Common story

I want my wife Shirin to share her story about my TB treatment:

I want my wife Shirin to share her story about my TB treatment:

Our common story started during the time that we worked together in textile factory. I was a weaver and Mukhtar was a guard. We never knew each other until one day I was late to work. The guard stopped me and asked for my admission ticket. Really he did it because he wanted to know my name. And it was that day, that wonderful day, when we met each other. After this he  "kidnapped" me and now we are here as you see, together. [Kidnapping  is a tradition still present in the country. The man  takes a woman with or without her consent in order to start a formal relashionship.] It is now 20 years since we married. During this time our children were born: three sons and two daughters.

Shirin, my wife, tells her story

Shirin, my wife, tells her story

I have spent these 20 years in common here in this village. My days have been focused on the housework: cooking, washing clothes, working in the garden, taking care of my children and also Muhktar’s mother who lives with us.

We lived well until Mukhtar fell ill. In the beginning, he complained of a strange pain, of tiredness and weakness. We thought that this was because of his diabetes. Doctors operated on him saying that he had echinococcus. Soon, they understood that it was TB, and not echinococcus.

To tell the truth, when Mukhtar's exact disease was diagnosed, I didn’t pay much attention because I really didn’t know what TB was. I was just happy knowing the doctors would give him the proper treatment. He really was suffering a lot… can you imagine TB and diabetes? When I learned what TB was I understood how important my support to Mukhtar was. Anyway I was praying for Mukhtar.

The most unpleasant, I can say the most horrible time, was when doctors told me that he would die and there was no chance left to help him… I can not describe my feeling… What I felt on those days is difficult to describe. I was crying everyday. I didn’t tell anyone about this. All my nights were tearful and sleepless. I couldn’t tell anyone about this. Only my brother-in-law, the eldest brother of Mukhtar, knew this. He told me to pray for Mukhtar.

But after that, he started treatment at an MSF project. My internal suffering continued until the day Mukhtar started walking. Soon he started shaving by himself. These all were signs of his improvement. Even his roommates in hospital didn’t recognize him when he appeared on TV several months later.

Of course it was really difficult to wait for this moment and I needed a lot of patience. When Mukhtar was in hospital (in OshTB Hospital and in Kara Suu TB Hospital) it was difficult to care for my children at home and to support my husband in hospital. I spent all my days on the road between the hospital and my home, going every three or four days to the hospital and back home in order to "help and care". Thanks to my sister-in-law I survived those days. She was helping me with my housework, and taking care my old mother-in-law and my children while I was at the hospital.  But it wasn't a definitive solution.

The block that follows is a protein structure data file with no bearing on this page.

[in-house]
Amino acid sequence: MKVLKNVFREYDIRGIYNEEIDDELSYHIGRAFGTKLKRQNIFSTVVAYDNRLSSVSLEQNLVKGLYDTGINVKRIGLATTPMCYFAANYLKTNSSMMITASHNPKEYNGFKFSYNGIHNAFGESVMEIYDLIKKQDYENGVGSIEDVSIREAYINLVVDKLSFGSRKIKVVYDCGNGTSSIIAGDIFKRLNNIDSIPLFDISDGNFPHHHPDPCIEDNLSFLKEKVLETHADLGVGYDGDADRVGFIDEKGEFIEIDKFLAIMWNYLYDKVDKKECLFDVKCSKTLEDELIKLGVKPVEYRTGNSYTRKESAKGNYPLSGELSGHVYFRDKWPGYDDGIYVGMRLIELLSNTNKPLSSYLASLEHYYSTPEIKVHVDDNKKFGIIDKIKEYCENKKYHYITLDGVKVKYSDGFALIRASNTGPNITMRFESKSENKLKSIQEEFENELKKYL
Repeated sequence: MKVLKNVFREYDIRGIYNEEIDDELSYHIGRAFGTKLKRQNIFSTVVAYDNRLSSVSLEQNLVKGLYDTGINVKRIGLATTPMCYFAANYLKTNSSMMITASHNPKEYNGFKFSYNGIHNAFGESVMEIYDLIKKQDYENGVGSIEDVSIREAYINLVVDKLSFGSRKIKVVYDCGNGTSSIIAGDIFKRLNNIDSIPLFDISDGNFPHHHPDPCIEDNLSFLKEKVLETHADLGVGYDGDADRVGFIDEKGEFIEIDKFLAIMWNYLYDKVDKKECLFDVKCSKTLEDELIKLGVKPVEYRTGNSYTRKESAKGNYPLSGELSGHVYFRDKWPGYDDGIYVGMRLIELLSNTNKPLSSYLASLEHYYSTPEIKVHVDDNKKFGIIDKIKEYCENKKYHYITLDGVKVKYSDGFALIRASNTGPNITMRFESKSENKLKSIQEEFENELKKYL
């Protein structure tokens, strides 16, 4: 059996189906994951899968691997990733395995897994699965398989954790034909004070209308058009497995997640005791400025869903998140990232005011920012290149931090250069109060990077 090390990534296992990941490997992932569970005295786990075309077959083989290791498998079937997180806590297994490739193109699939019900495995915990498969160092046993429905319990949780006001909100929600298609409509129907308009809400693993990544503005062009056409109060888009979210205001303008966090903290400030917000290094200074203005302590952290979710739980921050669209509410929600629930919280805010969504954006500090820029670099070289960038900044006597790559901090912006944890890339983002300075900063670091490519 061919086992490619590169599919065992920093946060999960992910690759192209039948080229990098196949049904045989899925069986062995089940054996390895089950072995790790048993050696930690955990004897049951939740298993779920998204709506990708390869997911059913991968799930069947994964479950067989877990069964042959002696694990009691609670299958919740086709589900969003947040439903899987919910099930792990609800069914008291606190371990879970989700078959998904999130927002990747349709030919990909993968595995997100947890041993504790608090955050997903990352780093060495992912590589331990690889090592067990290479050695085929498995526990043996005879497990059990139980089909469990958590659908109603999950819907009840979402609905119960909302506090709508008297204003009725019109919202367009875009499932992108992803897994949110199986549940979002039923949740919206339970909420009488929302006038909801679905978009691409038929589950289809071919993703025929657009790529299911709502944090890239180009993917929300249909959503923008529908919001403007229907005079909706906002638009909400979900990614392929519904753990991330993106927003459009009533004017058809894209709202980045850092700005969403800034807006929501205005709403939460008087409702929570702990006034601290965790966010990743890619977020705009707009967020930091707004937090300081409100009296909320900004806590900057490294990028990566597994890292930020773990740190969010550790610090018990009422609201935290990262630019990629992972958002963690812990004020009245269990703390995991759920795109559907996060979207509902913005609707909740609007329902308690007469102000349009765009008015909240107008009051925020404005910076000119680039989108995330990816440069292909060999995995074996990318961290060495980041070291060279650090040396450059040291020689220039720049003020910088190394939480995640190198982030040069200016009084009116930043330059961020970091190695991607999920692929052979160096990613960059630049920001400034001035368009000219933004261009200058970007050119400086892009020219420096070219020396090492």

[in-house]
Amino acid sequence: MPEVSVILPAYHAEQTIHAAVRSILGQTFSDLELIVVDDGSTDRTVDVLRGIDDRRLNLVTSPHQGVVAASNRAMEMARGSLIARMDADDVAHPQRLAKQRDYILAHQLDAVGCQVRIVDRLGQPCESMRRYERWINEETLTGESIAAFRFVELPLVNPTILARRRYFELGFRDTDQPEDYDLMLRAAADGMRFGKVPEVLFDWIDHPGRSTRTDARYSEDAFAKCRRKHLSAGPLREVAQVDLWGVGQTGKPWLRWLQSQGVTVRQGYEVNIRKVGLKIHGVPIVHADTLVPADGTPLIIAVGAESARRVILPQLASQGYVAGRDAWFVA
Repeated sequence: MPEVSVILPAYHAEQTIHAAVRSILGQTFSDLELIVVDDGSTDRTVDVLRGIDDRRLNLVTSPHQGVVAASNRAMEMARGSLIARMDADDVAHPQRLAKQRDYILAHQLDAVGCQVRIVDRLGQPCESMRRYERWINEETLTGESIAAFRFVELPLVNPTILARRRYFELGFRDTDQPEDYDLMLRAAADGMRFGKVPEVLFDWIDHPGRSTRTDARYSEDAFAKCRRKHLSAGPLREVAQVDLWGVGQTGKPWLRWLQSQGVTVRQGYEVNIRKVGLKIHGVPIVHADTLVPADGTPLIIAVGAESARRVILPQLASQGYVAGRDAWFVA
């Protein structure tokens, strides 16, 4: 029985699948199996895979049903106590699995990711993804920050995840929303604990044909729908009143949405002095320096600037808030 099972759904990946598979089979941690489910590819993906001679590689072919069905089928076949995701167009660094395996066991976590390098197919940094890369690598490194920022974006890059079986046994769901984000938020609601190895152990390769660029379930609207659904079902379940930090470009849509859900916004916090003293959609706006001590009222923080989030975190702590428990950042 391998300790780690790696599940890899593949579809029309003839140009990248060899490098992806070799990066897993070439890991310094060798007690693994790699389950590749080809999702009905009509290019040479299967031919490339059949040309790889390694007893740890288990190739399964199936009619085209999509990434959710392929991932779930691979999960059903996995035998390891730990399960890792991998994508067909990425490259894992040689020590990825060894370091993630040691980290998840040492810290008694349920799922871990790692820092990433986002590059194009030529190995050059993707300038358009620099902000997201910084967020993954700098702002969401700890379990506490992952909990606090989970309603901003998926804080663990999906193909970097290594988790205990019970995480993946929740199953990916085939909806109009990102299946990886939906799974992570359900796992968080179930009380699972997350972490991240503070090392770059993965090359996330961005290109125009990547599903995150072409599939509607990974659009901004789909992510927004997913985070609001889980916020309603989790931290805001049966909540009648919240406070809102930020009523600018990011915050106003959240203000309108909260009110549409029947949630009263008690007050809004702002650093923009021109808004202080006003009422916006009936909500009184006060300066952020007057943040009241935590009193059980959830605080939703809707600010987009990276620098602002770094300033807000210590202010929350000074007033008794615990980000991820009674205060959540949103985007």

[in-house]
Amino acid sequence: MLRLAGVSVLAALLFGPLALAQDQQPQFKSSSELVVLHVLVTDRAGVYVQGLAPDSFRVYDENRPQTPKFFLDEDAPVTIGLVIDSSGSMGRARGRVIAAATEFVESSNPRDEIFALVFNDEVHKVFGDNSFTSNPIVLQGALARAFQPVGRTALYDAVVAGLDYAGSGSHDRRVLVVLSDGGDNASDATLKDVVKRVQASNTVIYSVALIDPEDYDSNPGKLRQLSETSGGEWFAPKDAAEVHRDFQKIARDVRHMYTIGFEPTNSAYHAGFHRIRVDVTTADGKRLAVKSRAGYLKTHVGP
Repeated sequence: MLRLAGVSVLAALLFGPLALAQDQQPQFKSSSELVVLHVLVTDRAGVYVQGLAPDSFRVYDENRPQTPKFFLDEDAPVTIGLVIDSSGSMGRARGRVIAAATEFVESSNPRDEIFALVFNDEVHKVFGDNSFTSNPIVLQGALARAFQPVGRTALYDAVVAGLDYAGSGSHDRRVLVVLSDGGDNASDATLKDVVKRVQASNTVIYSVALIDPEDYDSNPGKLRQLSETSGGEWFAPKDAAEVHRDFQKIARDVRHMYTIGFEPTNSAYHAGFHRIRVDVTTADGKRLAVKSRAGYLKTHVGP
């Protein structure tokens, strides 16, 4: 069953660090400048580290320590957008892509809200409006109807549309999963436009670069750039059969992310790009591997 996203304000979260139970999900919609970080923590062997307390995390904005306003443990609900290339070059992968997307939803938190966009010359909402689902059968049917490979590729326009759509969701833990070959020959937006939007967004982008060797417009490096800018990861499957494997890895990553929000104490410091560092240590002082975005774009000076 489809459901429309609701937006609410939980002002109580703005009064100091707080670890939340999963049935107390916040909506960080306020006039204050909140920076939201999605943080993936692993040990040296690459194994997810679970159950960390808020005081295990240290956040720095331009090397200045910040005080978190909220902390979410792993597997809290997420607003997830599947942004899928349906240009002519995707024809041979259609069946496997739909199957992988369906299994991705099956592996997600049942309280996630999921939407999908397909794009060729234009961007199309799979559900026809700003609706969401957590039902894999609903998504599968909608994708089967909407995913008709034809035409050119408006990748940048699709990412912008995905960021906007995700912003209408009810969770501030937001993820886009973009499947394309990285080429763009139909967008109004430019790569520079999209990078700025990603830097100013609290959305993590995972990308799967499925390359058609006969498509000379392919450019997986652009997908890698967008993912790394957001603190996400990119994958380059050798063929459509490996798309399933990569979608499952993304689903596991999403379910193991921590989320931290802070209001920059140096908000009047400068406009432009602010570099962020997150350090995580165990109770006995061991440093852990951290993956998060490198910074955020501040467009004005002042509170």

And also during that time, financial problems appeared for us, because Mukhtar was the only source of income for the family. Our relatives helped us as much as they could. My son decided to finish school after his 9th year of study; he had to do that in order to earn money to feed the family.

Soon everything changed and Mukhtar was discharged for ambulatory treatment. That was great, was great for all of us. I could take care of my children and my husband in one place. For my children the greatest pleasure was to be with their father after this long hospital treatment. There are no words to describe the happy eyes of the children seeing their father arriving home. And for sure, for Mukhtar it was a big change, I even can say that this helped him to improve his mood and to believe that he should improve!

The funniest was my little daughter, who during the hospitalization, asked all the time when will her father will come back home. One day Mukhtar, when he was at home, he punished her, our little girl. Ah, and can you imagine what she said? She said “I am missing my telephone dad”, because Mukhtar spoke with her by phone all the time he was in hospital. (Ha, ha, ha… this makes me smile.)


Further to this little anecdote, after the hospital Mukhtar and we - his children and me - we value each other and we understand how we are important to each other.

Now I don’t want to listen to anything about hospital! I don’t even want to cross by the hospital. Can you imagine how difficult was that all for me? I was playing a big role. Mukhtar was sometimes nervous, sometimes naughty, and I had to stand all these and had to be patient.

And now thank God he has improved a lot. Thanks to MSF he is fine as you see. Thanks to MSF he received the best and qualitative treatment. Words are not enough to describe the help of MSF. It's better just to look at Mukhtar how he was before and how he is now and to understand what magic was done by MSF!  The drugs that MSF offers are very effective, but the most effective drug of MSF is “the word”. The words that MSF workers tell to the patients. The attitude and the attention of MSF workers are the medicine to be sure that TB can be cured!